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Conservation Groups Support Translocation of Mountain Goats from the Olympics to North Cascades

Posted on Oct 5, 2017 in Conservation News, North Cascades, WA Wild Blog

Today, Washington Wild coordinated a comment letter signed by 6 other conservation organizations to the Olympic National Park Superintendent regarding their Mountain Goat Management Plan. Mountain goats are not native to the Olympics and their presence has raised concerns for both ecological impacts to the habitat, including soil erosion and displacement of native species, and visitor safety issues with human – mountain goat encounters having dangerous and potentially fatal consequences.

Photo Courtesy of U.S. Forest Service

Olympic National Park has suggested a number of options to deal with the problem of this non-native species, ranging from non-action to total lethal removal of the goat population within the park. Washington Wild and conservation and wildlife organizations have expressed support for a moderate option that would address the concerns about non-native mountain goats in the Olympics while translocating captured goats to area in the North Cascades where native mountain goat populations have suffered a deep decline since the 1980s due to overharvest and habitat fragmentation. Furthermore, mountain goats have always been a sacred animal to Tribes in the North Cascades. Historically, mountain goats were an important food resource for the tribes who traditionally used their wool, horn, and bone to make clothing, blankets, tools, and ceremonial objects.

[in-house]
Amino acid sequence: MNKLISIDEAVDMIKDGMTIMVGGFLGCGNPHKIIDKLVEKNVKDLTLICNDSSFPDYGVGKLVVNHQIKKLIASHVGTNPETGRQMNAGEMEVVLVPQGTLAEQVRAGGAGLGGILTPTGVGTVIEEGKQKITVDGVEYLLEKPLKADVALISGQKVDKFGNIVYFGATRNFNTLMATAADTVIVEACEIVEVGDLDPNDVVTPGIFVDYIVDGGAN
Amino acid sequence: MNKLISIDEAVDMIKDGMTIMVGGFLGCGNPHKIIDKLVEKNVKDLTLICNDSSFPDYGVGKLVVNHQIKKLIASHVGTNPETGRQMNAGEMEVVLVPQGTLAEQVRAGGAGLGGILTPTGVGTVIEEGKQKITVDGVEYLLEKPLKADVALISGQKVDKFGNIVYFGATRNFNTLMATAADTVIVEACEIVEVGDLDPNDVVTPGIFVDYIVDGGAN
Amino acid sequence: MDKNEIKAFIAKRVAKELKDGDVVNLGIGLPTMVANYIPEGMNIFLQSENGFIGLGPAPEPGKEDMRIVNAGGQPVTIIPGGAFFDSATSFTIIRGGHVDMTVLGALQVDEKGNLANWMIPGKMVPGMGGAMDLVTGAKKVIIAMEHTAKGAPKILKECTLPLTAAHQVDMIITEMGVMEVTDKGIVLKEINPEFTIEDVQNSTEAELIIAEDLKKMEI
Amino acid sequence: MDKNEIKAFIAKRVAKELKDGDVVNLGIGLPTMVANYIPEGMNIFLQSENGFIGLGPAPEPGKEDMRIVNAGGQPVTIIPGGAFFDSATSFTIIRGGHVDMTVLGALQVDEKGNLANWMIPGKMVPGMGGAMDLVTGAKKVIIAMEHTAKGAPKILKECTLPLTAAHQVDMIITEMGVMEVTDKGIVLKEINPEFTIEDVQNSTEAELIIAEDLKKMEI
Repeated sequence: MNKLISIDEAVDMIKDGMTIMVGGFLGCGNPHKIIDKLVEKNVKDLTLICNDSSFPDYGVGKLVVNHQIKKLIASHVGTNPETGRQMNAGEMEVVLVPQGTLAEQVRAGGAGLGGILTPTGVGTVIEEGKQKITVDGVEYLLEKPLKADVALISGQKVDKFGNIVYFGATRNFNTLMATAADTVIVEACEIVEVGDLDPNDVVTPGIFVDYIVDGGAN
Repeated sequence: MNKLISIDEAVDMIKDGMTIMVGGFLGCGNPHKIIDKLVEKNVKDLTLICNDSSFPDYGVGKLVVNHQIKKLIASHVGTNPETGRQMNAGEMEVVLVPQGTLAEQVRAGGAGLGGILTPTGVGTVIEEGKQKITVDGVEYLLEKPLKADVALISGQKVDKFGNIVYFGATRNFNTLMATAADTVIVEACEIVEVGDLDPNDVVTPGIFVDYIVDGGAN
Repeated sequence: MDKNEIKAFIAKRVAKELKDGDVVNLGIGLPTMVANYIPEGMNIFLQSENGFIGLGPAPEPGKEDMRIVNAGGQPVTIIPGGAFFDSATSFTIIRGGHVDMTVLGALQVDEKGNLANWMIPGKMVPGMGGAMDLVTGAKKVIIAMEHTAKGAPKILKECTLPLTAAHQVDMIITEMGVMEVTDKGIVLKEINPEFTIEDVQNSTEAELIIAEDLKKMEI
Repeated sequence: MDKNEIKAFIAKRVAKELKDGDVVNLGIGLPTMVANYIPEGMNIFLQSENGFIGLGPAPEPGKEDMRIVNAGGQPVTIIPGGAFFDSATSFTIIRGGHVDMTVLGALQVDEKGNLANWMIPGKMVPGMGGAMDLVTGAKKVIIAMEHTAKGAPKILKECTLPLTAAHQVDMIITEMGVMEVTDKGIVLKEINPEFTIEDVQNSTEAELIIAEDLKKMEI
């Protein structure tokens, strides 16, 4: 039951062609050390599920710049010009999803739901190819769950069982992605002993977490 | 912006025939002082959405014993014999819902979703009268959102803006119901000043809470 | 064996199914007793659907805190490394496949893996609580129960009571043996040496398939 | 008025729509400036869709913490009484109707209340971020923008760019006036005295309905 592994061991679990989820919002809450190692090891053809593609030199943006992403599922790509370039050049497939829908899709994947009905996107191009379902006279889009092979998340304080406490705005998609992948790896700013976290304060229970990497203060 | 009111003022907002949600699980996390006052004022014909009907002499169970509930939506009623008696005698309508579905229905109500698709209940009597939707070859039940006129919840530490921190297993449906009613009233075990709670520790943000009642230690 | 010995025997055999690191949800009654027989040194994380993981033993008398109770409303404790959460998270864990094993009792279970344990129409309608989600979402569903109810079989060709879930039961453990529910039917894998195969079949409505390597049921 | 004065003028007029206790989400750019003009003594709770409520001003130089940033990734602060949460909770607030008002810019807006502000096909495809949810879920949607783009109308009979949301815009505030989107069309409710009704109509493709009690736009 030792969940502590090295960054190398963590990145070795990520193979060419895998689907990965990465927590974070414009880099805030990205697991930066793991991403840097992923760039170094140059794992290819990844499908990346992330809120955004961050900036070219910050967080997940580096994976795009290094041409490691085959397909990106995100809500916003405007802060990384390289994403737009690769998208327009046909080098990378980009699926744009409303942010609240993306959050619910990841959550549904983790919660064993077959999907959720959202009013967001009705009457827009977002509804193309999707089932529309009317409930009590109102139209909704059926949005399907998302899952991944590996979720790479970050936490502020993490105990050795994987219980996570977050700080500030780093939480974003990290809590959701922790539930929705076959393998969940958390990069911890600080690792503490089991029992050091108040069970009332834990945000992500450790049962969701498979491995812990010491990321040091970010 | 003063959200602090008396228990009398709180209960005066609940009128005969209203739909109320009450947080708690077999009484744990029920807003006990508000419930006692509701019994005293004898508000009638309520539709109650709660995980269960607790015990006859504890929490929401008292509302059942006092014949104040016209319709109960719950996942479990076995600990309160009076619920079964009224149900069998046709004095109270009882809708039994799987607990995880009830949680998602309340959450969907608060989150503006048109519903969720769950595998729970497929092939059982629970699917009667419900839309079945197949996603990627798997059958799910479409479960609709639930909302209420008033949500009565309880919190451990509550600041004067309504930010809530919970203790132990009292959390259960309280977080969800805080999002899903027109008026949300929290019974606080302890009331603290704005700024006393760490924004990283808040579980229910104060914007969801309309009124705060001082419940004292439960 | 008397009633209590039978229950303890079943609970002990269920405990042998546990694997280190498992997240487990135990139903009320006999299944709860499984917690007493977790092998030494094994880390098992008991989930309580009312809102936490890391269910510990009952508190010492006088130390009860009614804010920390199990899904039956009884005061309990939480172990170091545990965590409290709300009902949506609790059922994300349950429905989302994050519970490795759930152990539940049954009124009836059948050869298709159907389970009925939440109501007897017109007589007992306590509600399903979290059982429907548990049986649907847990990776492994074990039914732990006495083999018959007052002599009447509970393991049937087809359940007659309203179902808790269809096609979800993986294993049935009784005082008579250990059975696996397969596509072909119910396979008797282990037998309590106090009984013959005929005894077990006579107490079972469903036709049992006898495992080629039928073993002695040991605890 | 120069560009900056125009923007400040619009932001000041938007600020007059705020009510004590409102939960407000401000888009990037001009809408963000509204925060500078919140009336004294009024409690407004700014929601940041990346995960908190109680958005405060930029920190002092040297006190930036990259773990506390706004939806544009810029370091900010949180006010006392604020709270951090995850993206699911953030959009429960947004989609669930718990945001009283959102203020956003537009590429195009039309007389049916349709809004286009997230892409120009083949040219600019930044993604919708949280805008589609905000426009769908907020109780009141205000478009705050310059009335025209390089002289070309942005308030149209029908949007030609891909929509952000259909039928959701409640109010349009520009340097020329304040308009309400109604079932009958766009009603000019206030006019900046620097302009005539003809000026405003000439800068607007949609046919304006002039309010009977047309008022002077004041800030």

The joint letter supports the preferred alternative which would capture as many goats as possible over a two-year period and translocate them to the North cascades. Lethal control would be used as necessary for remaining goats that cannot be captured on the Olympics.

The letter also suggests improvements to the preferred alternative that would decrease impacts on Wilderness and recreation in the nation’s 7th most visited National Park. This would include limiting trail closures as much as possible and focusing on week day and lower volume recreation times, creating as little user conflict as possible. The letter also suggested that the park consider restoration activities in areas that have been damaged over the years by mountain goats.

This project represents an opportunity to both address the impacts and conflicts of the non-native mountain goats in the Olympic Mountains while also supporting the recovery and health of native populations of goats in the North Cascades.